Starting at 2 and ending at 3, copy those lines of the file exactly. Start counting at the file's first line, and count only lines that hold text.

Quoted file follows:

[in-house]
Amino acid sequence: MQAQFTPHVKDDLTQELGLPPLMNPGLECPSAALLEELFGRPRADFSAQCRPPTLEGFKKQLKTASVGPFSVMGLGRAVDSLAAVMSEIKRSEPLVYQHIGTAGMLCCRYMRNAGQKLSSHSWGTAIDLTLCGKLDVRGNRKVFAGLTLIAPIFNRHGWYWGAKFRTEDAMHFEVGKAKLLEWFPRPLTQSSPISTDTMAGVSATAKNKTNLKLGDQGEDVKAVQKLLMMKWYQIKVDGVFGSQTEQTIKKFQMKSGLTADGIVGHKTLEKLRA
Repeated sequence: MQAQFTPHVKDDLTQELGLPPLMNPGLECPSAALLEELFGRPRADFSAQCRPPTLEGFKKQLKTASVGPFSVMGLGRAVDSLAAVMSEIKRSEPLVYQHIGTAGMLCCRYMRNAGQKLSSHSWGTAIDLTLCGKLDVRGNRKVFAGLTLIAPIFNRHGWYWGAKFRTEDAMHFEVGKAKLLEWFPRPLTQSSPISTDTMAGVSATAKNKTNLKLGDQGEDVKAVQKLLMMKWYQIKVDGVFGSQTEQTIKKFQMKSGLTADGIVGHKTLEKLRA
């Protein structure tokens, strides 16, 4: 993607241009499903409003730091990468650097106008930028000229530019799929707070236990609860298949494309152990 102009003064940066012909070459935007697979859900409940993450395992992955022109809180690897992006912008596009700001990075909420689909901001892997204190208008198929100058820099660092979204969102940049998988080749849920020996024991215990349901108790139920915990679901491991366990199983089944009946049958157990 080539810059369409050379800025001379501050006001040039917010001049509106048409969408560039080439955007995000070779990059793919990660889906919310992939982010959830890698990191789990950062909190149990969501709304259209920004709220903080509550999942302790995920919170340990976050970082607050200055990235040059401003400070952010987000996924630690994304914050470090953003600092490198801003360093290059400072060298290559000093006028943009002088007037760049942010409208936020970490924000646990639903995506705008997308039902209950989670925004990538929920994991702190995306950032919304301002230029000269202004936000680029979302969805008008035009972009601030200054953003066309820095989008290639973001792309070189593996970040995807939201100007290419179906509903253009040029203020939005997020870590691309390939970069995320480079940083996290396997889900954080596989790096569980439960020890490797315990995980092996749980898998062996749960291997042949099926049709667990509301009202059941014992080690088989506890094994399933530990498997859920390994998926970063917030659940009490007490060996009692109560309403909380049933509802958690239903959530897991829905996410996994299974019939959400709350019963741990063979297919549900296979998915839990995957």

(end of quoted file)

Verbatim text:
Amino acid sequence: MQAQFTPHVKDDLTQELGLPPLMNPGLECPSAALLEELFGRPRADFSAQCRPPTLEGFKKQLKTASVGPFSVMGLGRAVDSLAAVMSEIKRSEPLVYQHIGTAGMLCCRYMRNAGQKLSSHSWGTAIDLTLCGKLDVRGNRKVFAGLTLIAPIFNRHGWYWGAKFRTEDAMHFEVGKAKLLEWFPRPLTQSSPISTDTMAGVSATAKNKTNLKLGDQGEDVKAVQKLLMMKWYQIKVDGVFGSQTEQTIKKFQMKSGLTADGIVGHKTLEKLRA
Repeated sequence: MQAQFTPHVKDDLTQELGLPPLMNPGLECPSAALLEELFGRPRADFSAQCRPPTLEGFKKQLKTASVGPFSVMGLGRAVDSLAAVMSEIKRSEPLVYQHIGTAGMLCCRYMRNAGQKLSSHSWGTAIDLTLCGKLDVRGNRKVFAGLTLIAPIFNRHGWYWGAKFRTEDAMHFEVGKAKLLEWFPRPLTQSSPISTDTMAGVSATAKNKTNLKLGDQGEDVKAVQKLLMMKWYQIKVDGVFGSQTEQTIKKFQMKSGLTADGIVGHKTLEKLRA